Wednesday, July 1, 2015
Meanwhile, allow me to offer the following to observe this day:
And my most heartfelt wish:
Tuesday, June 30, 2015
Monday, June 29, 2015
The Trans Pacific Partnership is a zombie that refuses to die no matter how many stakes are driven through its heart. Today the Senate voted 60 to 37 in favor of “fast track” negotiating authority, and final passage of fast track is expected tomorrow – laying the groundwork for an up-or-down vote on the TPP without amendment or full discussion. The big global corporations and Wall Street banks that initiated and have lobbied hard for this anti-worker deal smell victory. Don’t let them have it. Please call your senators and representative now, even if you’ve phoned before, and tell them: No to fast-track and no to the Trans Pacific Partnership. Congressional switchboard: 202-225-3121. Here, again, is what’s at stake:Posted by Robert Reich on Tuesday, June 23, 2015
For your Monday discernment, I offer this volley of wise observations about that unrepentant felon, Dean Del Mastro, from the usual suspects - Toronto Star readers:
Re: Ex-Tory MP Del Mastro sentenced to month in jail, June 26
Finally a crooked Conservative gets a jail sentence, proclaiming his innocence all the way. In fact, he has the nerve to say, “that’s her opinion,” when the judge declared him guilty of election fraud. Yes, Dean Del Mastro, that is her opinion, her legal opinion, that is.
When is Stephen Harper going to learn that blind loyalty to him isn’t half as important as being honest? I also wonder when all members of the press are going to stop slavishly following Harper around, hoping for some little crumb of a quote when most of us don’t care where he is or what he says.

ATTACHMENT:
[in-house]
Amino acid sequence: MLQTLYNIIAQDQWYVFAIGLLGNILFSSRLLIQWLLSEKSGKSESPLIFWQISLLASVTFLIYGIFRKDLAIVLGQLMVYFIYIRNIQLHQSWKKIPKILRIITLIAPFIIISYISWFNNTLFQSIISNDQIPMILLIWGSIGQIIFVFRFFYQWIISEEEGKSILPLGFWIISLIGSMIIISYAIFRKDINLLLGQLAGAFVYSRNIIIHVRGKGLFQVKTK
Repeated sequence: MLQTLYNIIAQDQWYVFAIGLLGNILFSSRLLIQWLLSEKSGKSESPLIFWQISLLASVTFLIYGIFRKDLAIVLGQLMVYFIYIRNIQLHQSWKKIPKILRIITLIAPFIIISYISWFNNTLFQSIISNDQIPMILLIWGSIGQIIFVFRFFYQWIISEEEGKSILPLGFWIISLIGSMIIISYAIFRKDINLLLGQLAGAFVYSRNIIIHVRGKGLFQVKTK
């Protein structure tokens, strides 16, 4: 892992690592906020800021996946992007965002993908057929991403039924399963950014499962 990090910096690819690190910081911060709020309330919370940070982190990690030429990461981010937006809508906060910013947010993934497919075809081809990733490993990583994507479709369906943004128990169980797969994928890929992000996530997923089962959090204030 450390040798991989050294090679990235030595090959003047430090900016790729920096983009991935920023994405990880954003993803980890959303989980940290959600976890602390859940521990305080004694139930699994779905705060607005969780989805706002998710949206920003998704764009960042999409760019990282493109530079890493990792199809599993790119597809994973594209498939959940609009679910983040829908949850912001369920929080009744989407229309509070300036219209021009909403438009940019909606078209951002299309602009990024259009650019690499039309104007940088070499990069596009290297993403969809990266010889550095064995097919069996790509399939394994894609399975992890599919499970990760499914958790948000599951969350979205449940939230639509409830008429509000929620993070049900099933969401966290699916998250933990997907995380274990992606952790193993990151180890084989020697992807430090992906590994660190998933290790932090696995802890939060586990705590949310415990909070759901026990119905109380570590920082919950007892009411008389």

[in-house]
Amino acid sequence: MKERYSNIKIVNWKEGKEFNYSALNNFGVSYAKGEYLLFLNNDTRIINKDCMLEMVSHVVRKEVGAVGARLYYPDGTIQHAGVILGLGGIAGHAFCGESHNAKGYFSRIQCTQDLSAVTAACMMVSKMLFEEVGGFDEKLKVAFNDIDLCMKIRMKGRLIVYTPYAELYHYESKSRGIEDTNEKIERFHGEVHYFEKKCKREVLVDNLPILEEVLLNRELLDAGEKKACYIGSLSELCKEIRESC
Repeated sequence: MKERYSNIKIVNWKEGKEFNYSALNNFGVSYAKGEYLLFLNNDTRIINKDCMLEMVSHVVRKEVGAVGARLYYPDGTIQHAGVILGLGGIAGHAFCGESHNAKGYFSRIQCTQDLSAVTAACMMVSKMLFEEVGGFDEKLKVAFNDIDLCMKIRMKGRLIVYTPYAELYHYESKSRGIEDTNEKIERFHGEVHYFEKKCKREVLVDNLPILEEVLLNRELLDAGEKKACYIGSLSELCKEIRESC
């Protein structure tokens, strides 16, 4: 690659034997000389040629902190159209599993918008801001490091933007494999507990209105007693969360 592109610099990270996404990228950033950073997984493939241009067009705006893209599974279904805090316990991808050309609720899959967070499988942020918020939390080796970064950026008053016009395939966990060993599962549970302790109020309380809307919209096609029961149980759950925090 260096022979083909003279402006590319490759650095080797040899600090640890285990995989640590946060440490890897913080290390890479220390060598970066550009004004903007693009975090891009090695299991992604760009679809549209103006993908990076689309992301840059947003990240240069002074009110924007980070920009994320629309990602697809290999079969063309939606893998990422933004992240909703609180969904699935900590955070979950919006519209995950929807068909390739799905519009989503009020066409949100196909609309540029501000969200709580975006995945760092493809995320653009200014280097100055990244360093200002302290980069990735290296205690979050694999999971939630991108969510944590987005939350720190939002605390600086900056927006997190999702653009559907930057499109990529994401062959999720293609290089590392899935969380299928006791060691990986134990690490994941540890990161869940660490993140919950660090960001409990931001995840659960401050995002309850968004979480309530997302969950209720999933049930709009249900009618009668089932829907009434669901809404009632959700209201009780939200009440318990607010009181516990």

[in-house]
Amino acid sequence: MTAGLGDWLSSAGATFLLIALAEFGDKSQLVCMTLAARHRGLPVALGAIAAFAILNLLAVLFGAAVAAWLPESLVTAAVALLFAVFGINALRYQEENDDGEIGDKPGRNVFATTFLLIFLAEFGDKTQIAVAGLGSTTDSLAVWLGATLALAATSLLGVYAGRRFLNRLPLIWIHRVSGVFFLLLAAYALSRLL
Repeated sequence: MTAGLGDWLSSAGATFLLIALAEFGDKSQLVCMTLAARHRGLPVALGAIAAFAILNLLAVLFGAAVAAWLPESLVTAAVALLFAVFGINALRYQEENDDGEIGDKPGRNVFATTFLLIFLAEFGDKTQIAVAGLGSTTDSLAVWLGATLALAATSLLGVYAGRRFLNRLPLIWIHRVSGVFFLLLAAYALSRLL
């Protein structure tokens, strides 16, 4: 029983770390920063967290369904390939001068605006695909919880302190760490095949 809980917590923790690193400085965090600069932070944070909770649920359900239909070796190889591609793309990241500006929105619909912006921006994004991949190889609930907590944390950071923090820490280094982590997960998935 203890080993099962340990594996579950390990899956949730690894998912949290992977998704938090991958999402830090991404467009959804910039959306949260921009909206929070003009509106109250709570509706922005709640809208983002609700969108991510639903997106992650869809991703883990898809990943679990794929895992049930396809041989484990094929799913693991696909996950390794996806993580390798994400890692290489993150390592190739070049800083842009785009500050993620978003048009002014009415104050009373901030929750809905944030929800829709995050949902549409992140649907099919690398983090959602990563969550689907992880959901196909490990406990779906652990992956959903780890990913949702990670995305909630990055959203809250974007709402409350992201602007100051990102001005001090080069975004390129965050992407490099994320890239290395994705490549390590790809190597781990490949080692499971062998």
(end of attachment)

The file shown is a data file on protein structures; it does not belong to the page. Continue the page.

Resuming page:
In fact, since he seems to have a personal vendetta against the general public, why not just ignore him altogether and let his own spin doctors continue to spew the B.S. that he thinks we’re all going to believe.
I am really tired of the deterioration of my country’s standards and the chipping away of our democracy so that one person can wake up every day feeling in control. Mr. Harper, I can hardly wait until October when you face all of the voters whose jobs and rights you have so easily destroyed.
Of course then you will move on to all those oil and mining company boards whose stock holders you have so nicely taken care of. As long as you are not in Ottawa anymore.
Roseanne Quinn, Trenton
I find Dean Del Mastro’s behaviour in actively and most wilfully attempting to suborn the Canadian electoral process by committing electoral fraud and his failure to accept responsibility for his actions profoundly unsettling. Elections are a civic matter grounded in civic social trust and any breach in this trust is indeed most profoundly appalling.
Monte McMurchy, LL.D., Toronto
During his trial, and afterwards, Dean Del Mastro was not repentant and has shown no remorse for breaking the country’s election laws. His stupid, illegal behaviour has caused irrevocable damage to himself, his constituents, Parliament and the country.
That said, he should have been given a conditional sentence. The conditional sentence of imprisonment (or CSI) was introduced in Canada in 1996 as an alternate form of incarceration subject to specific criteria. It is not, as some assume, the same as probation.
In 2000, the Supreme Court clarified its use and differentiated it from probation. When the sentence is a term of imprisonment of less than two years, an offender deemed not to pose a danger to society is allowed to remain in the community, but with a more stringent set of conditions than offenders on parole. The offender must abide by a number of typically punitive conditions, such as house arrest and a strict curfew. If a condition is broken without a lawful excuse, the offender may well serve out the rest of the sentence in prison.